Soon after the nation watched Melania Trump deliver her speech on Monday at the Republican National Convention, some viewers took to Twitter to post that portions of her remarks appeared to be identical to parts of Michelle Obama’s 2008 Democratic National Convention speech. Amid accusations of plagiarism against Trump, the speechwriter, Meredith McIver, released a statement on Wednesday, acknowledging that Trump had read parts of the first lady’s 2008 speech to McIver and that she had mistakenly left some of it in her final draft.
We asked former speechwriter Greg Goodale, associate professor in communication studies and director of the Integrated Student Learning Experience, about the line between borrowing and cribbing someone else’s words and whether Trump crossed that line.
How does political speechwriting differ from other forms of writing?
I’ll preface this with a note that “political speechwriting” has many objectives that are context-dependent. When President Obama spoke in Dallas last week, for example, that was a political speech intended to heal an entire nation.
Melania Trump’s speech was intended for two audiences: the base, in this case composed of Republican National Convention delegates, and a wider audience of hard core Republicans, politicos, people who don’t have cable, and a few undecided voters. Some voters who watched the speech, and then its segments on the news the next day, are still undecided given the high levels of distrust that Americans have for both major party candidates.
So, Mrs. Trump’s objectives were to bring the Republican Party together by sounding out key themes that are shared by the party and by her husband and to humanize Donald Trump for undecided voters who may have misgivings about his temperament.
Are there varying degrees of plagiarism or does it depend on the type of writing?
There are varying degrees of plagiarism. Most people who understand plagiarism laughed at one of the Trump campaign’s early defenses of Mrs. Trump’s plagiarism: “It was only 7 percent of the speech.”
The percentage of plagiarism is not a matter of degree. If you’ve plagiarized 1 percent, you’ve still plagiarized. That said, Donald Trump Jr. was accused of plagiarism following his speech the second night of the convention, but it turns out his speechwriter, Frank Buckley, used a passage from something that he, Frank Buckley, had written a few months ago.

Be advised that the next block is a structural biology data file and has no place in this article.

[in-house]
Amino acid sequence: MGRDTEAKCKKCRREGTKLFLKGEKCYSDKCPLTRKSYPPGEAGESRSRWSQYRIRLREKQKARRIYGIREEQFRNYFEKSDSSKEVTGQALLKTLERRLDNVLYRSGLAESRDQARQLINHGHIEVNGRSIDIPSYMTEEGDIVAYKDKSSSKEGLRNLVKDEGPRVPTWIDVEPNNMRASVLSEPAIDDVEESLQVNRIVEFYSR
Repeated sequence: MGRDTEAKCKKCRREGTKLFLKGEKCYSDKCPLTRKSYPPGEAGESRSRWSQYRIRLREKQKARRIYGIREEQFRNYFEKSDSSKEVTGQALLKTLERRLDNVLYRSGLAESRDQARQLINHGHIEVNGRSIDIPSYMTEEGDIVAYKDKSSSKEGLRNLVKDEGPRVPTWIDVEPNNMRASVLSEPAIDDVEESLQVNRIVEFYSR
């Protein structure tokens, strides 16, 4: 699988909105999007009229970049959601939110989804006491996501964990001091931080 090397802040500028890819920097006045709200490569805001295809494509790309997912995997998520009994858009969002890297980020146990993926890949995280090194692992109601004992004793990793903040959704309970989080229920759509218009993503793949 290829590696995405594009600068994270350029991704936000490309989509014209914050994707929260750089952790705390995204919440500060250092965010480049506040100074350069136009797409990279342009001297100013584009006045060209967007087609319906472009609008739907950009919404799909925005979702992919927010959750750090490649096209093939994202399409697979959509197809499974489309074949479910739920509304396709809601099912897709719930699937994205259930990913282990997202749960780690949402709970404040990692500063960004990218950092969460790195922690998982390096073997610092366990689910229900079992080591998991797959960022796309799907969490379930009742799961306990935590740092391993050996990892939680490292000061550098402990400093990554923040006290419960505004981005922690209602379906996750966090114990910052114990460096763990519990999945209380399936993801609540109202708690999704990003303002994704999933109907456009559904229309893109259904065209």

Similarly, eight years ago, President Obama was caught taking lines from Massachusetts Gov. Deval Patrick. Both men shared the same message guru, David Axelrod. Was it plagiarism then? Kind of.
The fact is that any speech we may listen to or read about was probably written by someone other than the person who gave the speech. Given that the speaker almost never attributes the speech to his or her speechwriter, we might be able to say that major political speeches are plagiarized.
Americans, by-and-large, know that political office-holders and political candidates for high office employ speechwriters. So in these cases, it’s not really plagiarism. It’s speech-making with a wink. When it comes to speeches given by corporate CEOs or nonprofit heads, then speech-making gets a little trickier. Are they required to first disclose that they did not write the speech? Do audiences want to know or do we prefer the illusion that the president of this, that, and the other thing write their own speeches?
Using other people’s quotations or remarks is very common in speeches. But where is the line between augmenting the speech’s theme with other people’s turns of phrase and plagiarism?
The line is a little murky. The speech fragment that then-Sen. Obama was accused of taking from Patrick, for example, employed a series of unattributed quotes. In defense of accusations that his words were “just rhetoric” during the 2006 campaign, Patrick responded: “‘We hold these truths to be self-evident, that all men are created equal’—just words. Just words. ‘We have nothing to fear but fear itself’—just words. ‘Ask not what your country can do for you, ask what you can do for your country’—just words. ‘I have a dream’—just words.”
The fact is that any speech we may listen to or read about was probably written by someone other than the person who gave the speech. Given that the speaker almost never attributes the speech to his or her speechwriter, we might be able to say that major political speeches are plagiarized.”
Those phrases are so well-known to Americans they need not be attributed in a case when the words themselves are being used to demonstrate the power of words.
The Obama-Patrick episode and Mrs. Trump’s speech are reminders that words really are powerful.
Based on the evidence provided, do you believe Trump plagiarized?
If you are using words spoken or written by another that are not indelibly registered in the minds of almost every member of your audience, you should attribute the words to those who first spoke or penned them, whether you are the speechwriter or the speech-maker.
Mrs. Trump gave a speech written for her by a speechwriter. Americans should know that political figures like Mrs. Trump have speechwriters and are reading words that the speaker did not write. So the blame for plagiarism is fairly attributed to both speech-maker and speechwriter. This case is a little different though because Mrs. Trump informed a nationwide audience before the speech on Monday that she had written the speech herself with a little help from others. That means she owns the speech, which in turn means that she either lied or plagiarized.
Given that Donald Trump’s ghostwriter, Meredith McIver, has come forward to admit that she was responsible for that rather mundane part of the speech, it would seem, then, that Mrs. Trump plagiarized and probably lied. Given that Americans seem to have a high tolerance for political dishonesty, it would seem that plagiarism carries the heavier penalty.